As a fan of documentaries, I have a special fetish for particularly awful examples of the genre. Nick Broomfield's Kurt & Courtney takes the cake, as the hilariously desperate filmmaker interviews the least credible sources ever seen on film. More recently, The Wild Parrots of Telegraph Hill concluded with the documentarian jumping out from behind the camera to reveal that she and the completely dysfunctional subject of her film were now an item. These transgressions into laughably bad filmmaking differ from When I Die in one important aspect: Those two films aren't NyQuil-boring, point-missing movies about one of the most interesting public figures in American history.
After Hunter S. Thompson's suicide last February, Johnny Depp footed the bill to honor Thompson's last wishes—to have his ashes shot out of a cannon in Woody Creek, Colorado. When I Die is a documentary about the execution of this final gonzo spectacle, and director Wayne Ewing fucks it up so bad that I had a hard time staying awake through the hour-long film.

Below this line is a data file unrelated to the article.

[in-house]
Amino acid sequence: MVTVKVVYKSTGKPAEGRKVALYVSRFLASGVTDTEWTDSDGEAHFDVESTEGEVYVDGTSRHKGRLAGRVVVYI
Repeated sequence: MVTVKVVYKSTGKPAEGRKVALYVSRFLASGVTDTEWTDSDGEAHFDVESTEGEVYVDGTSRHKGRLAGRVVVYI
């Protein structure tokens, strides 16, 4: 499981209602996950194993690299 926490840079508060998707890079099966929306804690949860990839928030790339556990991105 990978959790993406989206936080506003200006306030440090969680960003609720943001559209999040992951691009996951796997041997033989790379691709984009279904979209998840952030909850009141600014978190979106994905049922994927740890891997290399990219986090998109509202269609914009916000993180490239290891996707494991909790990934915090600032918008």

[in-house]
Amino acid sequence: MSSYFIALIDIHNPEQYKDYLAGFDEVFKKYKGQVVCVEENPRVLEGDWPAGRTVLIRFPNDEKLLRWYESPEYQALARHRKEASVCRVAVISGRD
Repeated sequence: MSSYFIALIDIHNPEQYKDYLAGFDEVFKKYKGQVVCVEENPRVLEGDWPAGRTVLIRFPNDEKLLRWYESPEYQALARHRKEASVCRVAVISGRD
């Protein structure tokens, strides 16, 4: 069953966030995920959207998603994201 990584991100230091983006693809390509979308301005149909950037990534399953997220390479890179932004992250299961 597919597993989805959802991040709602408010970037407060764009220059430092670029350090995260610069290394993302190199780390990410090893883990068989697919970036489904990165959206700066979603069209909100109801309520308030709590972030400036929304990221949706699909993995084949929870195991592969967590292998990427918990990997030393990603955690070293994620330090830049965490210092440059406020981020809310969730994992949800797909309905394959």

When I Die is not a film about Hunter S. Thompson. With the exception of a very short clip at the beginning of the movie, there is no archival footage of Dr. Gonzo to remind us what an exciting, bad motherfucker he was. Instead, When I Die is a movie about—wait for it—construction workers and steel manufacturers. The physical construction of the 150-foot, fist-shaped monument that housed the cannon dominates 80 percent of the movie, much of which consists of time-lapse footage of iron workers. It's about as interesting as watching the erection of a new shopping center in Duluth, Minnesota.
Ewing was also apparently barred from filming the memorial ceremony, so we don't get to see the slightest bit of the tribute to the late writer (even Depp's nowhere to be found). So if you're a fan of rivets and arcwelding, don't miss this movie! If you're a fan of Thompson's, however, I suggest you just curl up with your copy of Fear and Loathing.